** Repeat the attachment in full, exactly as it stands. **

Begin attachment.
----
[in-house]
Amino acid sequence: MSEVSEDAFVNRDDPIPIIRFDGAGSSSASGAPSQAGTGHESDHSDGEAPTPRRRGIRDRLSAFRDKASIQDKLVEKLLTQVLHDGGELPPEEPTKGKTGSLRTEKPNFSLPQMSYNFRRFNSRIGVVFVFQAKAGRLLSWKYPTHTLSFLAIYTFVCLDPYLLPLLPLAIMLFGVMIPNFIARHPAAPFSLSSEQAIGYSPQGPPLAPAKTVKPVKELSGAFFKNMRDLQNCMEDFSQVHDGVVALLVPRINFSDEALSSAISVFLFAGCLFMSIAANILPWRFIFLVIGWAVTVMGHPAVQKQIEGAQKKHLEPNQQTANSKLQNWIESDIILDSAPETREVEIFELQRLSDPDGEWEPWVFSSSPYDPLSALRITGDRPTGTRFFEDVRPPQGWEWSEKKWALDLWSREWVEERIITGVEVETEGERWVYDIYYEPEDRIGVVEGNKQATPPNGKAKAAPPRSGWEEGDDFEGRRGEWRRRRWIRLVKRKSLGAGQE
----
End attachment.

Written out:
[in-house]
Amino acid sequence: MSEVSEDAFVNRDDPIPIIRFDGAGSSSASGAPSQAGTGHESDHSDGEAPTPRRRGIRDRLSAFRDKASIQDKLVEKLLTQVLHDGGELPPEEPTKGKTGSLRTEKPNFSLPQMSYNFRRFNSRIGVVFVFQAKAGRLLSWKYPTHTLSFLAIYTFVCLDPYLLPLLPLAIMLFGVMIPNFIARHPAAPFSLSSEQAIGYSPQGPPLAPAKTVKPVKELSGAFFKNMRDLQNCMEDFSQVHDGVVALLVPRINFSDEALSSAISVFLFAGCLFMSIAANILPWRFIFLVIGWAVTVMGHPAVQKQIEGAQKKHLEPNQQTANSKLQNWIESDIILDSAPETREVEIFELQRLSDPDGEWEPWVFSSSPYDPLSALRITGDRPTGTRFFEDVRPPQGWEWSEKKWALDLWSREWVEERIITGVEVETEGERWVYDIYYEPEDRIGVVEGNKQATPPNGKAKAAPPRSGWEEGDDFEGRRGEWRRRRWIRLVKRKSLGAGQE